The Role of Business in Combating Racism: Perception vs. Reality
By Laura Horsley
Senior Director of Marketing and Communications
Public Affairs Council
The murder of George Floyd and ensuing protests over the summer spurred companies and other organizations to take action to address racial justice head-on, often through pledges to change their own corporate culture.
NASCAR banned Confederate flags from its events. Facebook and PepsiCo have pledged to significantly increase the number of Black employees in leadership positions over the next five years. And many companies are involved in community outreach programs, like PayPal’s $500 million fund to support Black- and other minority-owned businesses.
We saw a specific example of how business pushed social change — and surely the protests and general outrage played a part — when the Washington Redskins became the Washington Football Team in July, a move prompted when team sponsor FedEx requested a name change and Nike pulled Redskins merchandise from its site.
As a fan of the team who has watched the name controversy play out for most of my life (we’re going back to the ’70s here), to see such a sudden reversal was stunning because ownership had always been so resolute in its stance. In 2013, owner Dan Snyder famously said he would “NEVER” change the name. Even as a child I recall thinking the nickname seemed offensive and flat-out racist, so I was pleased to see it happen … and also pleased to see the business community driving change.
But it was hardly the first time that corporate America had stepped in to take a stand on an issue of social justice that led to change. Major companies have long supported LGBTQ+ causes, lest we forget the role of Microsoft, Apple, Pfizer and others in fighting the North Carolina “bathroom bill” in 2016, or how many major businesses were giving employment discrimination protections and insurance benefits to LGBTQ+ employees long before the federal government tiptoed into this space.
And while public recognition of these efforts is increasing, it’s not as much as you might think. The Public Affairs Pulse survey conducted by the Public Affairs Council and Morning Consult in late August found just 28% of Americans think major companies are playing a positive role in combating racism, whereas a plurality (38%) don’t think companies are making a difference and 14% say they are playing a negative role.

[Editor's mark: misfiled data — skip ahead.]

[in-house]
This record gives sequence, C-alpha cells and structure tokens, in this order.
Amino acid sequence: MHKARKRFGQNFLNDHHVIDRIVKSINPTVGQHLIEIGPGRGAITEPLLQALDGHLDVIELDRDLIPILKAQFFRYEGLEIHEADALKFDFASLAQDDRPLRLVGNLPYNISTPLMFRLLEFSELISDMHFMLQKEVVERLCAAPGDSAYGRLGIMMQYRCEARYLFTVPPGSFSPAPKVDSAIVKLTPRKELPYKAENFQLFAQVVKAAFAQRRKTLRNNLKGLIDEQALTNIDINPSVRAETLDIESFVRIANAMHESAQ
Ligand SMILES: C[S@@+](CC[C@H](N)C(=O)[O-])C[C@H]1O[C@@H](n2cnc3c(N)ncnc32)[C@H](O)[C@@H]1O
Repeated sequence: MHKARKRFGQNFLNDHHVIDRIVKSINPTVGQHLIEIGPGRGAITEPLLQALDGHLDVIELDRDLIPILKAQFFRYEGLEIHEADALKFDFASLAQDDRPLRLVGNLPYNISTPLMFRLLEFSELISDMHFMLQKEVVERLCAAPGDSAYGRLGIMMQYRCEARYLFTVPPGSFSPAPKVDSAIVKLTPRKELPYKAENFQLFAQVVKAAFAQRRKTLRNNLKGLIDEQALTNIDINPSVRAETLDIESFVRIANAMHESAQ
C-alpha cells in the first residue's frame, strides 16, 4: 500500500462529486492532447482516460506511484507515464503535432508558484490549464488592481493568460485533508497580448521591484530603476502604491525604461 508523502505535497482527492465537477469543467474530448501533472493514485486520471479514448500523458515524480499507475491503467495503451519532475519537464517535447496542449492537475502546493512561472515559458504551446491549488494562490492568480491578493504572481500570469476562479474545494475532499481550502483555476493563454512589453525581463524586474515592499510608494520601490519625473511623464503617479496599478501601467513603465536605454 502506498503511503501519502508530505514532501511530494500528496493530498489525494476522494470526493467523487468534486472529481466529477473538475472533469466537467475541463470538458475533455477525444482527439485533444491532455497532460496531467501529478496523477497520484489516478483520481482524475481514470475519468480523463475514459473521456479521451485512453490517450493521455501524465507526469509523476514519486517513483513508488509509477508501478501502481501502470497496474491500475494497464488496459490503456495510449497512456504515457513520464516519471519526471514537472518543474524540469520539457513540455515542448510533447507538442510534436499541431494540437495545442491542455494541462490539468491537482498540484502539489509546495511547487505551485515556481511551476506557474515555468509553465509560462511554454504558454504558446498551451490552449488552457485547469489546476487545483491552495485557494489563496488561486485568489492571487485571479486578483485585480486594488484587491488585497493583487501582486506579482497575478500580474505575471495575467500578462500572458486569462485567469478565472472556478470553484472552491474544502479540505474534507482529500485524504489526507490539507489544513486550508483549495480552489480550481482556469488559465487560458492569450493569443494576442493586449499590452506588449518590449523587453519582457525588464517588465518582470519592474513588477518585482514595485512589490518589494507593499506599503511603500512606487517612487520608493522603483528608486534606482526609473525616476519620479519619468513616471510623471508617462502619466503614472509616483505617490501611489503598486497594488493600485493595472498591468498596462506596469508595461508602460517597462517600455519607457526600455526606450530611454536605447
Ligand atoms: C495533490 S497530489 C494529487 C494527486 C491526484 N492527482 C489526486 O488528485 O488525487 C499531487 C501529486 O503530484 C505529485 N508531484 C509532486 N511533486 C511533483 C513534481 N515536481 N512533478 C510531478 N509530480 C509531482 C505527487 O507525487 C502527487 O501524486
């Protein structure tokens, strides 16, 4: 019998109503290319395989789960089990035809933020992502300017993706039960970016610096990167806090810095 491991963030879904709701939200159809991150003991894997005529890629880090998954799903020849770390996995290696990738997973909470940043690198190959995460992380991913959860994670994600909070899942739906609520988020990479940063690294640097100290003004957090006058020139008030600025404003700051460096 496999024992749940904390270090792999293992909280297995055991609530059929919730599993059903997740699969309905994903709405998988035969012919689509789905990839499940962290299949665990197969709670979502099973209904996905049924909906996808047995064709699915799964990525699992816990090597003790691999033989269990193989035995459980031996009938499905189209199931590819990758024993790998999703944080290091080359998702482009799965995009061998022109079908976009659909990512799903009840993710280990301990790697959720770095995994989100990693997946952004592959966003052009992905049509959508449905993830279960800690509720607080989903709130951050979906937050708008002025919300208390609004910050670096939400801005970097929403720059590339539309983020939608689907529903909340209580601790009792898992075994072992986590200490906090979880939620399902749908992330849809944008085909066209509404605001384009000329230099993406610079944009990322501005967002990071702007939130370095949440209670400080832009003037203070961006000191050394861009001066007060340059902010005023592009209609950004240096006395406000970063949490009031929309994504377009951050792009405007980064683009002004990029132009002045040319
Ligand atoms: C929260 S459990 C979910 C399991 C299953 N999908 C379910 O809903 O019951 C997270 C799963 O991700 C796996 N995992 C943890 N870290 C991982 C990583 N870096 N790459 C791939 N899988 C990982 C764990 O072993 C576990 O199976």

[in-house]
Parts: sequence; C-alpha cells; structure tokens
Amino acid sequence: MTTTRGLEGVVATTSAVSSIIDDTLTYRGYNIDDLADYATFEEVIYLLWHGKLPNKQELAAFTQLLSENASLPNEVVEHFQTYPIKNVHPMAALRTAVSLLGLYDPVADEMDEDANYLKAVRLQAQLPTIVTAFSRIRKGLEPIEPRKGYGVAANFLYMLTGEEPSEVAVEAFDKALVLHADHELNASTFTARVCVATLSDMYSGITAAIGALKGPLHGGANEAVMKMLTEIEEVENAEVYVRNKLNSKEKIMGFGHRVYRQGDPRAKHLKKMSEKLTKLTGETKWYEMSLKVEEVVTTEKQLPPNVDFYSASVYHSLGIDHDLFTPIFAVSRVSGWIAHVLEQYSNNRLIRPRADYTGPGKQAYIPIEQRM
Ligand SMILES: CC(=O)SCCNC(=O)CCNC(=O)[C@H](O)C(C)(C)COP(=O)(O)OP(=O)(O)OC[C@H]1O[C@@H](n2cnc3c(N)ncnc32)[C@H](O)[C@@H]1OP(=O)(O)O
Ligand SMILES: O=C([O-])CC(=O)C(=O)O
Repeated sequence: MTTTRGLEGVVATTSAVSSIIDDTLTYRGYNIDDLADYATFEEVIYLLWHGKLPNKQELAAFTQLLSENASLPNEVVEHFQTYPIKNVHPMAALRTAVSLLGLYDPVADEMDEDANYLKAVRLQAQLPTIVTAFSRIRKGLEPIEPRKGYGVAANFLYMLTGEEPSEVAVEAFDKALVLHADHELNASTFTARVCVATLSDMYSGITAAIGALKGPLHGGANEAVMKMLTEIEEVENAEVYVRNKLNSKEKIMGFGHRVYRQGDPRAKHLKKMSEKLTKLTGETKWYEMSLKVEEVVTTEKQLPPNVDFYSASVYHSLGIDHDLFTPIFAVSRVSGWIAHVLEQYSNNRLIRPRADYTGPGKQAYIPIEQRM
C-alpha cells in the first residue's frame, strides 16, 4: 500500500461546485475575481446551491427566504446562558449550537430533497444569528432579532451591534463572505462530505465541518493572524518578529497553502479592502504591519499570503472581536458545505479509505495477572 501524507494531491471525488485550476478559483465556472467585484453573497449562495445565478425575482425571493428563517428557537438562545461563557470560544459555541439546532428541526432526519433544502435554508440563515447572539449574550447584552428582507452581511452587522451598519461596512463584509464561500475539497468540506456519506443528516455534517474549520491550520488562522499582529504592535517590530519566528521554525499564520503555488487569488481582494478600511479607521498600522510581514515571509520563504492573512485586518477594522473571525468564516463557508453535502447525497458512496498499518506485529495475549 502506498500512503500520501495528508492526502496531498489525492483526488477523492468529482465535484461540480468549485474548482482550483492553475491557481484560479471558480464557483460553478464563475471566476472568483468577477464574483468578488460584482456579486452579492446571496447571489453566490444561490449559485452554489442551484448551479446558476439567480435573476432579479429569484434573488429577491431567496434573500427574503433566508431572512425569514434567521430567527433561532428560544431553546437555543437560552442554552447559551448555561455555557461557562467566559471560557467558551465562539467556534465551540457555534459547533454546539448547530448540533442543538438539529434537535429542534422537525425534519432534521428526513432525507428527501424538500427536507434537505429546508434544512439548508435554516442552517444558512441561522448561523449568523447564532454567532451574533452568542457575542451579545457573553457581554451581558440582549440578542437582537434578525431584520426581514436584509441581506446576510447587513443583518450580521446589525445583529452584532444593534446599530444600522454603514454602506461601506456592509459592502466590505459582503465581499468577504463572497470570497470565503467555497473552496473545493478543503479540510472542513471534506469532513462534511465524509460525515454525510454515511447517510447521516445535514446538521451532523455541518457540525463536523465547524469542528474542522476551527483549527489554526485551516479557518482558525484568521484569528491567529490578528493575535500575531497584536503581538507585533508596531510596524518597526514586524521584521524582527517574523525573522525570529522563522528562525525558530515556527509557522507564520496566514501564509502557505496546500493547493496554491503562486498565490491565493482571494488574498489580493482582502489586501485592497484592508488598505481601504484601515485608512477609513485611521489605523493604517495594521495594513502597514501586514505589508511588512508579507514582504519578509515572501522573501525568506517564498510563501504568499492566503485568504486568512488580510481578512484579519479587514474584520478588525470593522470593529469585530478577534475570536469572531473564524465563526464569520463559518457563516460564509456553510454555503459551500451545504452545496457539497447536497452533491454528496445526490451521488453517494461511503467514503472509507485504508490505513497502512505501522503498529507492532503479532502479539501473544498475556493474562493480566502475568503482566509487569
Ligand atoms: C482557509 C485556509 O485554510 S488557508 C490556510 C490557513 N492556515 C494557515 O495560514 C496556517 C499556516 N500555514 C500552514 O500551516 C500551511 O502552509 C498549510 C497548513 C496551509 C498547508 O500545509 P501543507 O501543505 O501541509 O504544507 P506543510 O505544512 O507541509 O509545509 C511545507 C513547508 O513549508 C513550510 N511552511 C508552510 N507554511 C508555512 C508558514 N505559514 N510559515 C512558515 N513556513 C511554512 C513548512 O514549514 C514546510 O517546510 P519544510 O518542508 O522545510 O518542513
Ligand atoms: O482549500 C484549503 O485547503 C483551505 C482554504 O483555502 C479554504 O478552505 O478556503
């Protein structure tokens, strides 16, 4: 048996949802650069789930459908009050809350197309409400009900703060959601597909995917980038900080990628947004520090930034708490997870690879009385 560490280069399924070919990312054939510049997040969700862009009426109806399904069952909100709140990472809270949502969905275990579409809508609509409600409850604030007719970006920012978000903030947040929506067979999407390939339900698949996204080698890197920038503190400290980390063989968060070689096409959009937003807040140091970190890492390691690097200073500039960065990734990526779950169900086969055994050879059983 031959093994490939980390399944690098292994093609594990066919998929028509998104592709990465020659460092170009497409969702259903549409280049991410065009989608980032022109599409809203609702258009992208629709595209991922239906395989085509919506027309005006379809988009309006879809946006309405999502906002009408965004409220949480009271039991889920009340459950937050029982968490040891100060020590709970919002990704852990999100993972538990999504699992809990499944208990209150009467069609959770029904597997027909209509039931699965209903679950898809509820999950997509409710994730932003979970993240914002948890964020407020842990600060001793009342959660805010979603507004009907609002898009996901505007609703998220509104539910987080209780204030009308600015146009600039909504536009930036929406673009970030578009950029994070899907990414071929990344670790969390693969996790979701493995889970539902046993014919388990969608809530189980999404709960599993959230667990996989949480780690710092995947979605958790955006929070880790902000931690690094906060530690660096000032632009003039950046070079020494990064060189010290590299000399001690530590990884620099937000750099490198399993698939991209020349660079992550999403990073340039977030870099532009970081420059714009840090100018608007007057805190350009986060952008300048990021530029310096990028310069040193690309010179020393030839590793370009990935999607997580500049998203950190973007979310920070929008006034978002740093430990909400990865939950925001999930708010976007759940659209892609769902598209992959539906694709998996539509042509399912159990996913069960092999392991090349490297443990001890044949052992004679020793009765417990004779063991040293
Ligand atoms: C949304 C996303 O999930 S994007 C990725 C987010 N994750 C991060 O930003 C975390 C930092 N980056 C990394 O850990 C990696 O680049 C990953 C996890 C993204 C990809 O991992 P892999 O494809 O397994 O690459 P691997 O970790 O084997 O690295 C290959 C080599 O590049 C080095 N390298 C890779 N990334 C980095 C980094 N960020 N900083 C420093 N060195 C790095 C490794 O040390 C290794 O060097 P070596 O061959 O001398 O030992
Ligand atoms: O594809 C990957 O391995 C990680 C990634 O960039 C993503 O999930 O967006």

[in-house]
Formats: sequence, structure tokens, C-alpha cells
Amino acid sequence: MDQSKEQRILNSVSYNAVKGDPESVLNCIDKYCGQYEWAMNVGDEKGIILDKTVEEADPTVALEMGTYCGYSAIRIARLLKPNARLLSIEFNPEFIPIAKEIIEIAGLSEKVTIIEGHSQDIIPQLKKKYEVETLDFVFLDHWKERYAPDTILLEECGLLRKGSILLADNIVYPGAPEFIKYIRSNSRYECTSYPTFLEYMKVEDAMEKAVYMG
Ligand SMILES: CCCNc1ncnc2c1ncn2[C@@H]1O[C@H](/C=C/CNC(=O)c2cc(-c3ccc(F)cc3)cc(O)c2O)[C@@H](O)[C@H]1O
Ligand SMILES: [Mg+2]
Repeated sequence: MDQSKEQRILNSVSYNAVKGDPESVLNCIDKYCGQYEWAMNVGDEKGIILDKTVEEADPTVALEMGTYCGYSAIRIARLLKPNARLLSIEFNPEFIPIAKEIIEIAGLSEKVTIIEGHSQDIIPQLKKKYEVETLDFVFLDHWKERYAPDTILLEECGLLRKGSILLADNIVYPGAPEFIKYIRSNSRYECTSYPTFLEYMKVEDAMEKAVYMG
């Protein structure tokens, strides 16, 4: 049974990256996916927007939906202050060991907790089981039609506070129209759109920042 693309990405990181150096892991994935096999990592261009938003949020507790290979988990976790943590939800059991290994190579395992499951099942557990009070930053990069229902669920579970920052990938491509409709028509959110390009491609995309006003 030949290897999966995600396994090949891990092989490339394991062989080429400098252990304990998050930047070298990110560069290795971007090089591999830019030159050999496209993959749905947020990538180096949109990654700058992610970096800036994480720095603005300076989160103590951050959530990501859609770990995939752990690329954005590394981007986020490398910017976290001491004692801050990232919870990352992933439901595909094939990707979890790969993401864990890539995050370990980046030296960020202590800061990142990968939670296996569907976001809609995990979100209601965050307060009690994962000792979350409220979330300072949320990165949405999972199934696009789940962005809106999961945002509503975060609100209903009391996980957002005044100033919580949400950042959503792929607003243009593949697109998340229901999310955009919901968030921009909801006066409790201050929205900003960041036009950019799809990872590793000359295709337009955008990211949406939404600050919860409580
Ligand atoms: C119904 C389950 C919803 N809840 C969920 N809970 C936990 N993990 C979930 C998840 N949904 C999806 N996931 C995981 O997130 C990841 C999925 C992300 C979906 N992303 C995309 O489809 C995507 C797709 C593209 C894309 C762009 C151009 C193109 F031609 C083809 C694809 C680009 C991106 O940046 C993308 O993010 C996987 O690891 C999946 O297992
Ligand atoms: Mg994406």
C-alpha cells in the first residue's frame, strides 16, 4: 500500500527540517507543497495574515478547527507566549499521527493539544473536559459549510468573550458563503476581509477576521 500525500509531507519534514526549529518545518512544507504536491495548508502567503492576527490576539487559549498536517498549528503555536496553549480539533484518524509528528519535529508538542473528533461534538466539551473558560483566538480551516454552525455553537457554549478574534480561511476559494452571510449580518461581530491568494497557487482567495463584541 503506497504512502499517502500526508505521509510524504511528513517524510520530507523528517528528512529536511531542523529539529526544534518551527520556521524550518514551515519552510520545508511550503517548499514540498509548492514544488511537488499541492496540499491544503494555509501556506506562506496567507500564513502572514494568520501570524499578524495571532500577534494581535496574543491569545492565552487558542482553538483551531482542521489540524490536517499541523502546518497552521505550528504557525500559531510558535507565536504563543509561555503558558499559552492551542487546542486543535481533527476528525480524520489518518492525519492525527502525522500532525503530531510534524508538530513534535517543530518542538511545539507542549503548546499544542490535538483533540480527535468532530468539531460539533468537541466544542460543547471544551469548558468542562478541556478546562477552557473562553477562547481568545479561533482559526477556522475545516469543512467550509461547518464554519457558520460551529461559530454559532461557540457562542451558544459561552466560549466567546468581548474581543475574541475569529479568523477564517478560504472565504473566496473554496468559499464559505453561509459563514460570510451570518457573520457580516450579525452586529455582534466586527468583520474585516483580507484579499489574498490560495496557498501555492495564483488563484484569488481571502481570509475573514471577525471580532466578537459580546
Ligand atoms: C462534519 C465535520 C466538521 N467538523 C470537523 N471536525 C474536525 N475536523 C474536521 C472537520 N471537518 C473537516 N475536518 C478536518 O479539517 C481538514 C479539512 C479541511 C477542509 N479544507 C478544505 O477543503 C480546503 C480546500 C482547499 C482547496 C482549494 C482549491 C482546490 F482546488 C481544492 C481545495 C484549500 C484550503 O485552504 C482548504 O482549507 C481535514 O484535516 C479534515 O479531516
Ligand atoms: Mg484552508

However, Americans want companies to take a stand. A majority of those polled (51%) said they would have a more favorable opinion of companies that take steps to prevent racism and just 9% said they would have a less favorable opinion.
Dwindling trust in large institutions is certainly part of the reason that Americans don’t think companies are playing a positive role. Forty-seven percent of those polled trust major companies to behave ethically, but nearly as many (46%) do not. The better news for companies is that a majority of Americans (53%) have an overall favorable opinion of them, up from 48% in 2019. That figure is also considerably higher than the 34% favorability ranking of the federal government.
All of this is to say that companies have a ways to go to gain the trust of Americans and demonstrate that they are playing a key role in combating racial discrimination, but they are in a better position to make a dent in public perception than the government. Edelman’s 2020 Trust Barometer also gives business higher trust rankings than the government with a score of 58 (neutral territory) vs. the federal government’s score of 49 (negative territory). And 87% of survey respondents say that “customers, employees, and communities are more important than shareholders to a company’s long-term success.”
My hunch is that public perception of the role of business in combating racial discrimination and taking on other social justice issues will likely improve, but slowly. Four years ago, 27% of Pulse survey respondents said major companies were playing a positive role in fighting racism, just one percentage point lower than the result we found this year. What changed more significantly, however, was the percentage of people who think companies are playing a negative role in combating racism: only 14% in 2020, compared with 24% in 2016.
For corporate America, having fewer people dislike you is not an insignificant finding, even if most of those individuals are shifting to the polling purgatory of “not sure,” “don’t know” or, in this case, “not making any difference,” rather than positive territory.
So what’s next for the Washington Football Team — besides a permanent name at some point? The branding and merchandising boycotts of major sponsors and sports companies ultimately flipped the switch to a name change, but did they flip the culture? That may take a while to know, but signs of change include hiring a law firm to “review … the team’s culture, policies and allegations of workplace misconduct” and hiring Jason Wright as team president. At 38, Wright is the youngest Black team president in the NFL.
With so many companies in the process of making their own culture pivots, perhaps the business community’s leadership on racial justice will become clear and convincing. In the meantime, it’s good to see the commitment toward progress, regardless of perception.
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